Those statements are but the latest salvo in a protracted national reckoning over Medicaid, a program that has been in place for more than half a century and now insures one in five Americans, or roughly 74 million people. In January, the federal government announced that it would reverse decades of precedent and allow states to tie Medicaid coverage to work requirements. The move is part of a wider conservative-led campaign to restrict the number of people who benefit from social safety-net programs. It also reflects persistent national ambivalence over the question of whether health care is a human right or an earned privilege — and, if the latter, how “earned” should be defined.
Nearly a dozen other states are planning to put into effect programs like the one now blocked in Kentucky. The future of those initiatives is uncertain. As the Kentucky ruling makes plain, the arguments underpinning them are fatally flawed.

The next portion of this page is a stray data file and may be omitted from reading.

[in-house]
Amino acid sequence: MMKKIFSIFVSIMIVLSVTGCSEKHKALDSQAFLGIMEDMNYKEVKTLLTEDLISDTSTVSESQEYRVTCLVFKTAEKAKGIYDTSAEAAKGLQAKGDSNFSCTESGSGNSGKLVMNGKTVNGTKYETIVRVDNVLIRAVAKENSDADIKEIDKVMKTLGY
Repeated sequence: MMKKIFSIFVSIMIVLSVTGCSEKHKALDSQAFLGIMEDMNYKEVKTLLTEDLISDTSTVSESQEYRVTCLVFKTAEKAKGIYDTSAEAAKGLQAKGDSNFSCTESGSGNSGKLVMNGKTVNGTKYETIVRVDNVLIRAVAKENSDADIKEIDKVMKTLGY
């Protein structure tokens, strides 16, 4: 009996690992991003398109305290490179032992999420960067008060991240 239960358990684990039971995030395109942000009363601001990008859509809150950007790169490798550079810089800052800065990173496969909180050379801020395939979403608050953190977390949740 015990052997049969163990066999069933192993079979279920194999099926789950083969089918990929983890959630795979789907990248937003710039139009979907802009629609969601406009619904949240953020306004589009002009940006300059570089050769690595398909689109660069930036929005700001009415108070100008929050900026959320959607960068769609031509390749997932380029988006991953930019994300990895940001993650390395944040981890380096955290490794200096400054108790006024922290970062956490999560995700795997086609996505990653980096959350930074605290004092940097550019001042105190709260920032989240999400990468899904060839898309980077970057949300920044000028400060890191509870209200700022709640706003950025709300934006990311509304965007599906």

For instance, proponents say that work requirements fulfill the edicts of Medicaid because gainful employment is key to healthy living — higher earnings have been tied to longer life spans, and unemployment to shorter ones. That correlation is valid, but backward: Health is a prerequisite to employment, not the other way around. Medical problems are a common cause of job loss among the poor, because low-wage jobs offer few accommodations or protections for workers who become suddenly or chronically ill. Likewise, the argument that work requirements will help contain costs and keep Medicaid afloat seems fair enough on its face. States across the country are facing real strain as they try to rein in health care costs in general, and cover their share of Medicaid expansion in particular. But work requirement programs will not be cheap. Kentucky officials say theirs would save the state $2.4 billion in the first five years, but nearly half of that savings would be spent ensuring that the state’s million-plus Medicaid recipients comply with the new rules.